The next cd opens with Poly Styrene’s X-Ray Spex epic The Day The World Day-Glo which christens this compilation, and that’s one of things I remember most that year was the searing colour of everything from the clothes to the music and words. And yes that was even in Belfast too. Kung Fu International resolutely spat out by John Cooper Clarke is here, the crazy beauty of Ultravox’s Slow Motion as well. UK Subs – Live In A Car plays like a fiery rock n roll flipside to it all, there to remind you about the energetic nihilism still fizzing away.
Disc three begins with what the defining musical moment from that year Public Image Limited’s – Public Image which said so much in a precise three minutes it left you stunned, while proceeding to transform the landscape into what happened next. Then comes Stiff Little Fingers, Alternative Ulster and Scritti Politti 28/8/78 both stretching out politically charged guitars into the ether. One of the most beautiful songs ever written, You Can’t Put Your Arms Around A Memory by Johnny Thunders follows. The Fall contrasts almost everything else, while The Jam’s In The Crowd feels unexpectedly twee in comparison now. 10.15 Saturday Night by The Cure is another forward pointer which meant everything to me that year, though it was the following year I got to see them live at the Ulster hall supporting Siouxsie and the Banshees. Not all of the music may be wonderful but that is also down to personal taste, however what still shines remains excellent. This being Cherry Red you also get fantastic sleeve notes highlighting all that vigorous fun plus the detail of insight this time from the hand of David Wells.
Appearing on Manual Music’s MNL this production blurs the distinction between light and shade care of a carefully crafted imagination. It’s down to the excitable array of fizzy synthesizers plus the crisp, accompanying drums which sets it all alight. The excellent RIGOONI remix then takes those elements and washes them in a cool expanse of thoughtful guitar like structures, amid a suggestive arrangement of pads and the breath of heavenly voice.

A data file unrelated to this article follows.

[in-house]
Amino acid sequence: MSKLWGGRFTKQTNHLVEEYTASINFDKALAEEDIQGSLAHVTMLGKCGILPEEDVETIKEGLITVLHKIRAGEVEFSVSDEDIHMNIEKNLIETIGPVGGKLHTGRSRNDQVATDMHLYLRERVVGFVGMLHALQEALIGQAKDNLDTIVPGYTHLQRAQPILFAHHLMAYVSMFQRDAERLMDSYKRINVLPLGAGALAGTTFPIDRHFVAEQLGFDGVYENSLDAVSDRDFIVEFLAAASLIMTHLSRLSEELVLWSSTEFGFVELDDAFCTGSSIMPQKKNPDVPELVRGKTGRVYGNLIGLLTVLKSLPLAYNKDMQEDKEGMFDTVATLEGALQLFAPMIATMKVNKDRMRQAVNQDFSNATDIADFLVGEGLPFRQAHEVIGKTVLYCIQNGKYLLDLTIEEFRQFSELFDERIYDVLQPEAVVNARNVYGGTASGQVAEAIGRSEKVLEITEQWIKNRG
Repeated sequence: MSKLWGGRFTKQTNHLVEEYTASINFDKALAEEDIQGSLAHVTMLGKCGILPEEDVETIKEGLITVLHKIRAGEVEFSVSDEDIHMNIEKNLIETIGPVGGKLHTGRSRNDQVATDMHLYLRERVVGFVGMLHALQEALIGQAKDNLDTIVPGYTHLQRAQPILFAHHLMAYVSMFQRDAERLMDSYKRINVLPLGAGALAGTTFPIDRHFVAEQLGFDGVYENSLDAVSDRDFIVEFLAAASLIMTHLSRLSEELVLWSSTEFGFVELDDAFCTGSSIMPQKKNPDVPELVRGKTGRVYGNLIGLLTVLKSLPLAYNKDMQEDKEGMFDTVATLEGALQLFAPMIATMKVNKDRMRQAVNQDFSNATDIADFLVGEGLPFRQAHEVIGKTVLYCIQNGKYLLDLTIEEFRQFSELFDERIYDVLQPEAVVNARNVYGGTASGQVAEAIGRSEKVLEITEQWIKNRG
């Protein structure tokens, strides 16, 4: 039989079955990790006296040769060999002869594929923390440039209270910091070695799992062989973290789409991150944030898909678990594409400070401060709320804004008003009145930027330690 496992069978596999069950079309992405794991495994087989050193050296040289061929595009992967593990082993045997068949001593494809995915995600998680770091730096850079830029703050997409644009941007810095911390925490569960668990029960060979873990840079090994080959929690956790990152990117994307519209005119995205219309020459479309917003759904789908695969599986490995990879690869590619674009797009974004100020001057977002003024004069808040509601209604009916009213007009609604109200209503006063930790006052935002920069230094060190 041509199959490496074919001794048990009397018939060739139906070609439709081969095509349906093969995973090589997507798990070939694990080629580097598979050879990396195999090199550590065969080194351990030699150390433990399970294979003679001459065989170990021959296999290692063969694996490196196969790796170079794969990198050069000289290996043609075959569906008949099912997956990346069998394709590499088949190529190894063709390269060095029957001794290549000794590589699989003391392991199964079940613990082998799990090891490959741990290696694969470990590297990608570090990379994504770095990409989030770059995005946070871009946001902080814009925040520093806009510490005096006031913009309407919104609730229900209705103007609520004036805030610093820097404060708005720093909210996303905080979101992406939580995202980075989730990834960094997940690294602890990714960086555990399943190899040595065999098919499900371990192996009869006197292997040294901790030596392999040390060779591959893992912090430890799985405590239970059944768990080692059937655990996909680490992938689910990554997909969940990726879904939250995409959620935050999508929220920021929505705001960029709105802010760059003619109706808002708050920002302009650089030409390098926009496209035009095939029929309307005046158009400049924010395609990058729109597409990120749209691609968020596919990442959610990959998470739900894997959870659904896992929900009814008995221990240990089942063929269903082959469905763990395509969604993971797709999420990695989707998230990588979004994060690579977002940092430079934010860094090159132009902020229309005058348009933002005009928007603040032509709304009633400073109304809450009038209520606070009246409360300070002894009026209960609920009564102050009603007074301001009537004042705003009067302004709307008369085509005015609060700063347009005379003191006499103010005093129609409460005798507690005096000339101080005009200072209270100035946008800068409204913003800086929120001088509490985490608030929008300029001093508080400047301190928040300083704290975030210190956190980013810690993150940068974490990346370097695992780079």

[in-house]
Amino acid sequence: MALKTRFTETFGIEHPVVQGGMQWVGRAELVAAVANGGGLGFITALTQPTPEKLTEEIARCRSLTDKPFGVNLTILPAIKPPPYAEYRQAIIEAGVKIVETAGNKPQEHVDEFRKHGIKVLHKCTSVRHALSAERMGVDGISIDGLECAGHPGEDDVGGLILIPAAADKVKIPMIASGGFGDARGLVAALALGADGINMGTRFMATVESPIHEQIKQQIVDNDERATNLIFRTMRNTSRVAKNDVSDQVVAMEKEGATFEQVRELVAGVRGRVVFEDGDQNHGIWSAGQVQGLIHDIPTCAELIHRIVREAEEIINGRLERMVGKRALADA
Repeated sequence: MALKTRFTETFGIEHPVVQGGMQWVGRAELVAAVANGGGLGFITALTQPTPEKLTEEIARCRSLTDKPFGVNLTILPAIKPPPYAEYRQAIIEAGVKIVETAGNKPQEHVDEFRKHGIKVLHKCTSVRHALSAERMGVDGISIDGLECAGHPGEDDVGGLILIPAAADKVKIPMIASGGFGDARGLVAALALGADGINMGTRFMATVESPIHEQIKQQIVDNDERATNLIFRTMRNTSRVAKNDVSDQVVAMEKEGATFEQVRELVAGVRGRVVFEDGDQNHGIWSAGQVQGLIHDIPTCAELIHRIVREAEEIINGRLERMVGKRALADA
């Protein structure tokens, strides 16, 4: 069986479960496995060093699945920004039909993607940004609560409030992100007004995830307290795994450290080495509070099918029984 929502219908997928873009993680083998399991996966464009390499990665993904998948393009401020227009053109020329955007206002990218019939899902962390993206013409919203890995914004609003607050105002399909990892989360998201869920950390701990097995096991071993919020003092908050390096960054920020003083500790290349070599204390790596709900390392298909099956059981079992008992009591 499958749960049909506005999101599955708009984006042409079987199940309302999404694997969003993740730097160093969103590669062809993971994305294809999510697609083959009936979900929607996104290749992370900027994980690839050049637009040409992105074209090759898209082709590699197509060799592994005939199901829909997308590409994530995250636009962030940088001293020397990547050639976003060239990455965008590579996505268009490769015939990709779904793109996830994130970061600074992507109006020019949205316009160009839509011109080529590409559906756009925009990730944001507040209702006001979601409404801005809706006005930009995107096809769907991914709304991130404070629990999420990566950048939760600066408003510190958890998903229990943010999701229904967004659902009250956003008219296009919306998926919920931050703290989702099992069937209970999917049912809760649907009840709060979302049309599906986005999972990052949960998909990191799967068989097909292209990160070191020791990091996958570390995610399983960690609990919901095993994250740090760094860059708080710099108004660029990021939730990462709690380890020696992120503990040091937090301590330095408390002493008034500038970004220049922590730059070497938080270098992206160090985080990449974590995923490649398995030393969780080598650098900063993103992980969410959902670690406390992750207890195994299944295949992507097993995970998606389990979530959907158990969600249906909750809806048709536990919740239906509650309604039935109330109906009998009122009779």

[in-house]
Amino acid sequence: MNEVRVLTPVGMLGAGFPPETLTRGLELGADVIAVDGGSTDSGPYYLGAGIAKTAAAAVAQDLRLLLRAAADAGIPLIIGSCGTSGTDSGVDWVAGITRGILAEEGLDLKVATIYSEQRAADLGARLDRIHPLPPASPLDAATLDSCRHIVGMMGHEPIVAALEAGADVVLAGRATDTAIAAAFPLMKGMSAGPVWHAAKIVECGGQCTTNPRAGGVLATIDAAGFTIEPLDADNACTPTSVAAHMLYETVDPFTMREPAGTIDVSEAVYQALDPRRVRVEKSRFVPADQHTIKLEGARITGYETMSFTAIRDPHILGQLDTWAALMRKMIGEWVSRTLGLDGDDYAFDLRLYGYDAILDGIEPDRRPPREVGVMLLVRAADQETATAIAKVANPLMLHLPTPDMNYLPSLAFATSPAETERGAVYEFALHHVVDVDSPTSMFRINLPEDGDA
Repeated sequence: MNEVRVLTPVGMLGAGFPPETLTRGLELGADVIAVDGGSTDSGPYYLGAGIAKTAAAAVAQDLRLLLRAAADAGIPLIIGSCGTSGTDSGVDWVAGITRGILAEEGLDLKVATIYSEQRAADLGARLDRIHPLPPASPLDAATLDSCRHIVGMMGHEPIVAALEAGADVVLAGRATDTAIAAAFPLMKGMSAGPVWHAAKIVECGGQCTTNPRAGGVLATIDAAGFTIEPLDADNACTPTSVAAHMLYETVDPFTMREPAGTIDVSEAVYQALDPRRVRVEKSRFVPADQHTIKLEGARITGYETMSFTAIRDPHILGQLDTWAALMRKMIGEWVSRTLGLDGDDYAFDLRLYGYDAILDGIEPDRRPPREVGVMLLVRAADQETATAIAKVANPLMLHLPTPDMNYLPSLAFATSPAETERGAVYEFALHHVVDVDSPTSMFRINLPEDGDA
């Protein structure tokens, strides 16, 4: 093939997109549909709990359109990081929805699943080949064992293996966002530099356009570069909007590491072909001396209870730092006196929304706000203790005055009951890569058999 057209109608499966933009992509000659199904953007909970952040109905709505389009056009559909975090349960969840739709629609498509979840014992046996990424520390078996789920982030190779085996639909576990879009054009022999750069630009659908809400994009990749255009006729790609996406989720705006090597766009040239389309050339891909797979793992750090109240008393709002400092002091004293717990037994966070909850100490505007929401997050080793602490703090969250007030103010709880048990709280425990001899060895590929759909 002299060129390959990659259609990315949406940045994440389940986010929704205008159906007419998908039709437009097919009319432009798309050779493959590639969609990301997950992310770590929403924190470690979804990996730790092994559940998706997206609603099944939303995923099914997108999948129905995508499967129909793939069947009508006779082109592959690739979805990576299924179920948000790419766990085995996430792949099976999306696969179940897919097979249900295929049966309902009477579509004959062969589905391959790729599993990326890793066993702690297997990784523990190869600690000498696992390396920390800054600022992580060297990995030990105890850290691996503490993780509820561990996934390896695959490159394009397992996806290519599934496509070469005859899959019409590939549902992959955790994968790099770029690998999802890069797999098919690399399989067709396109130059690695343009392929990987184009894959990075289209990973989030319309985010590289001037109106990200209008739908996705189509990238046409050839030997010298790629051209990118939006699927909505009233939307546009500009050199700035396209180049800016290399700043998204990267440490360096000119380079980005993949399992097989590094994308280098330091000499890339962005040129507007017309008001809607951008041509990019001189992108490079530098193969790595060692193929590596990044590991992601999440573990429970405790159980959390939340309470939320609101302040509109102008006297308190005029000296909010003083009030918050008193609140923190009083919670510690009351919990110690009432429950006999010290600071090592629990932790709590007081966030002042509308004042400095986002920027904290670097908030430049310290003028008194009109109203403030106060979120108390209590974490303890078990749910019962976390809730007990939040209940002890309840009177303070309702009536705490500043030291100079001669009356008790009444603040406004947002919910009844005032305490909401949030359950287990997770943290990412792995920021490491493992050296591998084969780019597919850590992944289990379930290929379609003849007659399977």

Expanding the art of what’s possible Tencion returns to his beloved Lowendcommunity for this new release. Found inside is endless potential exercised between alternating smoky and introspective numbers which do so much more than merely present themselves. There is a living, breathing element to all of this which Tencion has pinpointed and then expanded across the breadth of stereo. In one sense this is about the memory of things, it is equally about documenting the here and now. The reference points are numerous as are the styles touched upon from the pulse of deep Techno on Lamb I – you may well recognise the lost voice at the end – to the heady Drum and Bass of No One Ever Really Dies. From there to the tripped-out yet delicate ambience of Point In Time, and onto the irresistible, low-slung funk of Echo Chamber. Then there is the evocative, cinematic analogue of Litetimes to contend with too. All in all this plays out like an emotionally rich soundtrack to accompany aspects of thought and action. But in the meantime back to Subculture which begins it all by generating a captivating whir while inviting you to hold that very thought for the remainder of the journey…
Hit play. Experience the rush of warmth. This an outstanding EP for a number of reasons. The aforementioned, Stand Here simulates waves of jazz and funkiness with abundant connotations, brushing you via horns, soothing voices plus chopped-out guitar lines. The title tracks itself features a beautiful twist of bass guitar which soon gives way to breathy, heavenly melodies which I had almost forgotten still exist in modern times. In much the same ways as the proceeding Resonate does. Zero 7 Nine is all about the expanse of ambience, leaving the concluding Citrus Sun to end on tough drums, bass plus fizzy twang of Acid providing a neat contrast to all the previous bliss.